During a press conference on the occasion of the IMF’s annual meetings with the World Bank in Marrakech on Tuesday (Oct. 10), the director of the body’s Middle East and Central Asia Department insisted that the institution picked up speed to respond to challenges countries are faced with in a shock-prone world.
“The IMF is also stepping up. Between 2020 and today, the fund has provided about 80 billion dollars through programs, emergency financing, and SDR allocation (potential debt). Six countries have also had arrangements approved under the newly launched Resilience and Sustainability Facility. Including most recently for Morocco. “
This year’s talks are taking place in Morocco until October 15, it marks the return of the World Bank-IMF Annual Meetings’ to the African continent after 50 years.
Debt sustainability is an issue. According to the IMF’s latest Global Financial Stability Report, high inflation means central banks may have to keep interest rates higher stretching the capacity of borrowers to repay debt.
Elevated debt vulnerability
The Africa: Special Issue released by the International Monetary Fund on Tuesday (Oct. 10), alerted that “debt vulnerabilities remain elevated“, and “medium-term growth rates [were] too low.”
Abebe Aemro Selassie, director of the IMF’s Africa Department, shared his concern on debt cancellation discussions.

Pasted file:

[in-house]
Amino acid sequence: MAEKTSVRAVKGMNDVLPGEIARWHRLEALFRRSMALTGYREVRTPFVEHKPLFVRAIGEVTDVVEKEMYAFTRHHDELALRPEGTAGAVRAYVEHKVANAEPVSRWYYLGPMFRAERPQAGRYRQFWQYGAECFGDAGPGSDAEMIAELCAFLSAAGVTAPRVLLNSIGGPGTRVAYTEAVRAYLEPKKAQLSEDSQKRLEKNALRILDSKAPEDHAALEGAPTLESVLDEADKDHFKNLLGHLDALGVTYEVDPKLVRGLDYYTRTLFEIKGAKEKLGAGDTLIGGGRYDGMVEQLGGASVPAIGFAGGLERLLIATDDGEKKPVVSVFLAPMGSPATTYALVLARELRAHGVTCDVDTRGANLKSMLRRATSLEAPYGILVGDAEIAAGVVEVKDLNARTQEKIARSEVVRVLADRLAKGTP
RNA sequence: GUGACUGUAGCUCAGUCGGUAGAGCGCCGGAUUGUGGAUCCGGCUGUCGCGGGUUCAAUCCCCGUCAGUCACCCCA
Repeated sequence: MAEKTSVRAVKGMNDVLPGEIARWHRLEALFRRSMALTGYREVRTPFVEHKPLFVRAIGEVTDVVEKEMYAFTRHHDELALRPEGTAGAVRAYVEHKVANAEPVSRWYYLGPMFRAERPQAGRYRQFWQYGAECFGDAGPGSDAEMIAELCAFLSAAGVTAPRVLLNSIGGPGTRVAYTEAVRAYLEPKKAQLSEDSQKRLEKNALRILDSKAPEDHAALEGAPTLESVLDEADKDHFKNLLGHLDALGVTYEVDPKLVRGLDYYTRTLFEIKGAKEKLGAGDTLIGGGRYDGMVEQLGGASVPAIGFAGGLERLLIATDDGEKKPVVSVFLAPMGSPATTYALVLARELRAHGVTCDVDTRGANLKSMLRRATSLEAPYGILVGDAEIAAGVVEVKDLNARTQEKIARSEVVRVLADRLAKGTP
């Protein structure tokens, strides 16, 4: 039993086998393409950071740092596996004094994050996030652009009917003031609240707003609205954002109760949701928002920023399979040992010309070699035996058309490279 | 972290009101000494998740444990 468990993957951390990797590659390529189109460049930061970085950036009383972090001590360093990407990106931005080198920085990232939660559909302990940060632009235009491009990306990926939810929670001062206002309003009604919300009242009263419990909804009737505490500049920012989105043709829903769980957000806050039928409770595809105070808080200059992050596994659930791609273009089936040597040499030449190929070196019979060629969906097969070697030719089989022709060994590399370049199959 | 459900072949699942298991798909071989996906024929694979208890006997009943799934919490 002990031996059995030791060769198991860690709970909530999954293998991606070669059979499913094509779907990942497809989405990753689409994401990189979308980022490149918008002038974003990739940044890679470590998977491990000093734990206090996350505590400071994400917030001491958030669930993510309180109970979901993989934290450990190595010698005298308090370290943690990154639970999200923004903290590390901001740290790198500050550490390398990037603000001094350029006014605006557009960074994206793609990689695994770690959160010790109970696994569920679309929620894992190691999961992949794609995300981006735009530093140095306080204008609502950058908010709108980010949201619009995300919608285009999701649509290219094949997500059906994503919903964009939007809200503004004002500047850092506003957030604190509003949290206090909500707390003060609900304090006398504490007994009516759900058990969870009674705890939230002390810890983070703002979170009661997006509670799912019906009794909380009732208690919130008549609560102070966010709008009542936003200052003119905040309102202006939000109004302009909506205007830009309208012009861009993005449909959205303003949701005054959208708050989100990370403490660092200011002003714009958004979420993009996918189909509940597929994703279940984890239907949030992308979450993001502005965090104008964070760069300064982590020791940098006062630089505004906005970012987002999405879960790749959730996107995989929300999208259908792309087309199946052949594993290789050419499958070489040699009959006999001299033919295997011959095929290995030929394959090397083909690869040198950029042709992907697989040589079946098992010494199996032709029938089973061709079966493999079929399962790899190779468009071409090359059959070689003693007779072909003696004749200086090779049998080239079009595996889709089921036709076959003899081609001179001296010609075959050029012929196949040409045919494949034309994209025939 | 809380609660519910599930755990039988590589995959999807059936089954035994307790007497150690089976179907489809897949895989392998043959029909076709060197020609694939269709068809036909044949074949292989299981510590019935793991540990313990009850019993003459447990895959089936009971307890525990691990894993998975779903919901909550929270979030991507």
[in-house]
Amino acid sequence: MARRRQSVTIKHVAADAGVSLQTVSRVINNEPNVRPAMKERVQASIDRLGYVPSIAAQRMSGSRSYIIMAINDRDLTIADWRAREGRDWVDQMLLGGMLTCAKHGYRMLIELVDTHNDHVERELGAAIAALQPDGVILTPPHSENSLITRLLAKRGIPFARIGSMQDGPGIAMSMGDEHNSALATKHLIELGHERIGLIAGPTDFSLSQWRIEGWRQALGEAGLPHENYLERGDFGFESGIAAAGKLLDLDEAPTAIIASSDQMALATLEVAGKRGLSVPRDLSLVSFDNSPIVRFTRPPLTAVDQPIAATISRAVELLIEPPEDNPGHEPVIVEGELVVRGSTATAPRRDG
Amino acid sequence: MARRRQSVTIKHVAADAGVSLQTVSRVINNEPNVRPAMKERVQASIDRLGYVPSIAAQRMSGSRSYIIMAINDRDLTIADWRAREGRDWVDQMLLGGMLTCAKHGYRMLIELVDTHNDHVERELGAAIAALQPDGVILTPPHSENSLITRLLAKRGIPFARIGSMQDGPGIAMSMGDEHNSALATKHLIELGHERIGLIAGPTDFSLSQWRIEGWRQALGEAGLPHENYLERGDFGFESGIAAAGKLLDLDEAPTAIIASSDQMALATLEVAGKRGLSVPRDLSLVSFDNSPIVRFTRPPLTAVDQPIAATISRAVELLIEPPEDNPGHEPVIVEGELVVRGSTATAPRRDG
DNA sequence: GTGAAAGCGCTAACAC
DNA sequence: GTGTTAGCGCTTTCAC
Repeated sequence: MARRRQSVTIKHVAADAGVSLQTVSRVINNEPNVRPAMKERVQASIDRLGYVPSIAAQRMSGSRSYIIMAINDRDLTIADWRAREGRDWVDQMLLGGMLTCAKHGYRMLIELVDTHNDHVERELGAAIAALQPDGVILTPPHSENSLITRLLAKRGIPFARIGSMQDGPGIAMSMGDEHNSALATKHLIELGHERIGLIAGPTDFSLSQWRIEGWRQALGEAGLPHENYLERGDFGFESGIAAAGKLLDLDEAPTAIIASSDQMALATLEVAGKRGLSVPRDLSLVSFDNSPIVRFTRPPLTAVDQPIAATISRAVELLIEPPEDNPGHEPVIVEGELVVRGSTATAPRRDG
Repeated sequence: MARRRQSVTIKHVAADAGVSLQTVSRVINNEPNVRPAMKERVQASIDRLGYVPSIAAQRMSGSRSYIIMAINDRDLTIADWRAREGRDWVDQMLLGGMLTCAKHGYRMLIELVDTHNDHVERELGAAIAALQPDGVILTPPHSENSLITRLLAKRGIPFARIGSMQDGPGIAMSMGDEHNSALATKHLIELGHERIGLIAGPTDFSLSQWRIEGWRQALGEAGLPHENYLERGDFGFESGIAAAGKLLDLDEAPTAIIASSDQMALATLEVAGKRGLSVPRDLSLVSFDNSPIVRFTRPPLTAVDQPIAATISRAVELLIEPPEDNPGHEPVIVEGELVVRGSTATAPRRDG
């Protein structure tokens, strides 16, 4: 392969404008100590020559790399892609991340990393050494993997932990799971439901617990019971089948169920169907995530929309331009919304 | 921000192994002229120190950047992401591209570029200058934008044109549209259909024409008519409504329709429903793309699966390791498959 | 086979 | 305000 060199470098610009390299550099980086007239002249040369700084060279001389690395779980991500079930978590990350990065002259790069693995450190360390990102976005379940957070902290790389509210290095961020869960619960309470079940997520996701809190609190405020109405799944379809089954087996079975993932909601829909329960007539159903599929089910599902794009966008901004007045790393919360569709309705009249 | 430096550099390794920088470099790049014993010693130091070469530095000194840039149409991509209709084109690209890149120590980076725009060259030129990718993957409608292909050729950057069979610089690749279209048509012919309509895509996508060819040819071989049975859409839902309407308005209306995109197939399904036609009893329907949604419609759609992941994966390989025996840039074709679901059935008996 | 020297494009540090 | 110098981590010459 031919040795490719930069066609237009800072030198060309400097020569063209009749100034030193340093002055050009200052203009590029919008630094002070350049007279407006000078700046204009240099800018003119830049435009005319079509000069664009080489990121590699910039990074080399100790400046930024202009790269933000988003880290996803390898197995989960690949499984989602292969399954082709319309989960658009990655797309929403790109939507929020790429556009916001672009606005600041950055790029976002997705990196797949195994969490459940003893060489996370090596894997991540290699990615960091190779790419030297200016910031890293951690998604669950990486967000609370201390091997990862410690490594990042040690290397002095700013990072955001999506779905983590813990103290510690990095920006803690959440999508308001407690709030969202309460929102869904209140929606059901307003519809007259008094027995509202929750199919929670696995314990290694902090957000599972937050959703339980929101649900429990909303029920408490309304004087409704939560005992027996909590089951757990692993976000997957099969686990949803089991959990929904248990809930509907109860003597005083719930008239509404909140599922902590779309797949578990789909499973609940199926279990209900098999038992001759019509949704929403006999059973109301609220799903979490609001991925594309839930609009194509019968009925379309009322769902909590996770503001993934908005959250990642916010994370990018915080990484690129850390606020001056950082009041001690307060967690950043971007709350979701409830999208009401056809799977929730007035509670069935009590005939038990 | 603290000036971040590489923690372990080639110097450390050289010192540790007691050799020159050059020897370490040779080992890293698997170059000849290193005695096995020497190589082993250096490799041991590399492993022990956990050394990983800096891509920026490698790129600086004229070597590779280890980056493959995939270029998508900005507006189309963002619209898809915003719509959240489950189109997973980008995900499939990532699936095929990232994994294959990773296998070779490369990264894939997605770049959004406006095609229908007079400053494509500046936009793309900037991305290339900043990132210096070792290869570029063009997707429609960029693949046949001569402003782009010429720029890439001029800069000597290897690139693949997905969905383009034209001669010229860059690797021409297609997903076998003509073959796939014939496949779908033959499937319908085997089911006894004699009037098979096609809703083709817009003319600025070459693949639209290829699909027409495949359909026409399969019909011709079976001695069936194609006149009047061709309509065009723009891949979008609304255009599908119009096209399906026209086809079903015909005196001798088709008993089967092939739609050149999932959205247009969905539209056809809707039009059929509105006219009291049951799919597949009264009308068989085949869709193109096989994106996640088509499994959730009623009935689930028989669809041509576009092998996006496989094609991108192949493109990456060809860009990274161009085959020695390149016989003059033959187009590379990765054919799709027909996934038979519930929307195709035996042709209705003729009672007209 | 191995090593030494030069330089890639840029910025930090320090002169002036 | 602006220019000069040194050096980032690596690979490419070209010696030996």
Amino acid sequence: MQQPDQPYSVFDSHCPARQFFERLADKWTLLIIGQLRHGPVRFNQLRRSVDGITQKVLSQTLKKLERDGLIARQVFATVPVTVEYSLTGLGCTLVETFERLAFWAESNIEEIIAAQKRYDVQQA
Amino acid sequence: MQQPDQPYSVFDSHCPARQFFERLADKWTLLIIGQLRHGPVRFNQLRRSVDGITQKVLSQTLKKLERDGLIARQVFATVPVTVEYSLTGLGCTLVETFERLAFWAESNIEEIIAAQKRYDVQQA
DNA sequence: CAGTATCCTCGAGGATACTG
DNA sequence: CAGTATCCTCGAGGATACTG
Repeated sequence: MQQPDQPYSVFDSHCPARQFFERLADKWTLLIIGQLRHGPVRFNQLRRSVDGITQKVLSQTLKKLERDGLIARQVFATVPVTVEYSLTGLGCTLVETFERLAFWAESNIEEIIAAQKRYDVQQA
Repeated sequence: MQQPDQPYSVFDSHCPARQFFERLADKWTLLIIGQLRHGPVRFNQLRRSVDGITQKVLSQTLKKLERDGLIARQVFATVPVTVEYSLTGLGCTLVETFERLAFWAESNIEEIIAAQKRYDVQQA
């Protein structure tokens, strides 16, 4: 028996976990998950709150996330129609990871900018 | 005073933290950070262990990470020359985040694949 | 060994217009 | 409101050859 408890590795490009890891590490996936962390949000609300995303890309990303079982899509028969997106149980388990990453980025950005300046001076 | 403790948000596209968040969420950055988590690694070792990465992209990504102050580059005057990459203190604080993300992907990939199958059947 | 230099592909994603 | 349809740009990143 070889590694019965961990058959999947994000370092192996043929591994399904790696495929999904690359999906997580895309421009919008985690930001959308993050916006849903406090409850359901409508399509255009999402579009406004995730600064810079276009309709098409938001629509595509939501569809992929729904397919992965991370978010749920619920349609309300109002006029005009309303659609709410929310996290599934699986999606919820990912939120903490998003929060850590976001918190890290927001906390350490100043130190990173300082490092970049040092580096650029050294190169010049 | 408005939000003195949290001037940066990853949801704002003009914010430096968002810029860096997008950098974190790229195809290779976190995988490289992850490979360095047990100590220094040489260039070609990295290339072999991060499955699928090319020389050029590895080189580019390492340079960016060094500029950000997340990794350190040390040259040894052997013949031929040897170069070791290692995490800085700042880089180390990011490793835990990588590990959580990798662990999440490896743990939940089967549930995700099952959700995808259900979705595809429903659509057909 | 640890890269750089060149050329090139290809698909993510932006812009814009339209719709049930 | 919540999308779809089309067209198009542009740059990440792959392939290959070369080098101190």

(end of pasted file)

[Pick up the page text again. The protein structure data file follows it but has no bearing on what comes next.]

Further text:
“[…] What worries me is that there is this view that there is a simple magic wand that you can wave that will get rid of debt or solve these very, very difficult challenges that our countries face. So who’s going to cancel their debt?”
“The creditors, presumably, right? 50% of the debt in the region in Sub Saharan Africa is, for example, domestic debt. How do you get rid of domestic debt? I think we have to be really careful when we’re talking about debt cancellations. Again, I think the principle has to be country by country.”
As the boards of Governors of the World Bank Group and the International Monetary Fund Planned meet, activists in the global movement for debt abolition have also mobilized.
Their counter-summit “will bring together delegations from social movements from all over the world”, who seek to “create a counterforce to the roughly 10,000 bankers, corporate CEOs and government bureaucrats” who will attend the IMF-WBG summit.
“The numbers suggest that there is a debt sustainability challenge,” Abebe Aemro Selassie said.
“That’s when you want to discuss debt restructuring issues. And that’s when you enter those kind of discussions. So, I’m not sure, there’s a blanket debt cancellation solution, out there. Hence, I think, this country by country focus, going through, the numbers, and then trying to address it, I think is what is needed.”
Source: Africa News